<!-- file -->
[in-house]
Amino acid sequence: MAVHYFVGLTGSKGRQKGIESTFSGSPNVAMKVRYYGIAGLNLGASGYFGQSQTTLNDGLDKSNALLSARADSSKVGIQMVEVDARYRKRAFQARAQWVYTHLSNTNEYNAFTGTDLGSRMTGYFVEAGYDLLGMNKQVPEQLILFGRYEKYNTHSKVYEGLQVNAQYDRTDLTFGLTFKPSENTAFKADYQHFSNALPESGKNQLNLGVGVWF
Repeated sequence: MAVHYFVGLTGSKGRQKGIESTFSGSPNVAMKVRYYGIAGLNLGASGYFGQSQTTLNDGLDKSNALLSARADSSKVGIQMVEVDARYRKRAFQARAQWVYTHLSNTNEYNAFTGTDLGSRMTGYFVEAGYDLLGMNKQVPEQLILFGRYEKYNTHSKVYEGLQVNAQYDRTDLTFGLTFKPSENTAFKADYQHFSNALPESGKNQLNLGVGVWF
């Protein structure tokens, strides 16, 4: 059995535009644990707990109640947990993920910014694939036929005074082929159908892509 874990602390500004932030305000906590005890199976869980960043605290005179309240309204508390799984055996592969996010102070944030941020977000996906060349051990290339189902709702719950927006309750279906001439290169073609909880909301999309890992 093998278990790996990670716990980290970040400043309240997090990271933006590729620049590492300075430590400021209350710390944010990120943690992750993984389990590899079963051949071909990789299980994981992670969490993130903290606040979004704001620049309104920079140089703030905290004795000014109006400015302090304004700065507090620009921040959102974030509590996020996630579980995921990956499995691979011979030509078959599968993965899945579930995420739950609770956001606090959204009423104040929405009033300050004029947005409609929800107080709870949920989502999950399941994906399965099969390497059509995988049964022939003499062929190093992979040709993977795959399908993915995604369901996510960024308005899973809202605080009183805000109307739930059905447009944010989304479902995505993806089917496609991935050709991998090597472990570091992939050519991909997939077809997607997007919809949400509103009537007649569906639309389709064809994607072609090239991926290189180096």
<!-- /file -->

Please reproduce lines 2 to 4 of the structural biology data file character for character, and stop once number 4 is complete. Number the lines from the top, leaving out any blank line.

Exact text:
Amino acid sequence: MAVHYFVGLTGSKGRQKGIESTFSGSPNVAMKVRYYGIAGLNLGASGYFGQSQTTLNDGLDKSNALLSARADSSKVGIQMVEVDARYRKRAFQARAQWVYTHLSNTNEYNAFTGTDLGSRMTGYFVEAGYDLLGMNKQVPEQLILFGRYEKYNTHSKVYEGLQVNAQYDRTDLTFGLTFKPSENTAFKADYQHFSNALPESGKNQLNLGVGVWF
Repeated sequence: MAVHYFVGLTGSKGRQKGIESTFSGSPNVAMKVRYYGIAGLNLGASGYFGQSQTTLNDGLDKSNALLSARADSSKVGIQMVEVDARYRKRAFQARAQWVYTHLSNTNEYNAFTGTDLGSRMTGYFVEAGYDLLGMNKQVPEQLILFGRYEKYNTHSKVYEGLQVNAQYDRTDLTFGLTFKPSENTAFKADYQHFSNALPESGKNQLNLGVGVWF
């Protein structure tokens, strides 16, 4: 059995535009644990707990109640947990993920910014694939036929005074082929159908892509 874990602390500004932030305000906590005890199976869980960043605290005179309240309204508390799984055996592969996010102070944030941020977000996906060349051990290339189902709702719950927006309750279906001439290169073609909880909301999309890992 093998278990790996990670716990980290970040400043309240997090990271933006590729620049590492300075430590400021209350710390944010990120943690992750993984389990590899079963051949071909990789299980994981992670969490993130903290606040979004704001620049309104920079140089703030905290004795000014109006400015302090304004700065507090620009921040959102974030509590996020996630579980995921990956499995691979011979030509078959599968993965899945579930995420739950609770956001606090959204009423104040929405009033300050004029947005409609929800107080709870949920989502999950399941994906399965099969390497059509995988049964022939003499062929190093992979040709993977795959399908993915995604369901996510960024308005899973809202605080009183805000109307739930059905447009944010989304479902995505993806089917496609991935050709991998090597472990570091992939050519991909997939077809997607997007919809949400509103009537007649569906639309389709064809994607072609090239991926290189180096």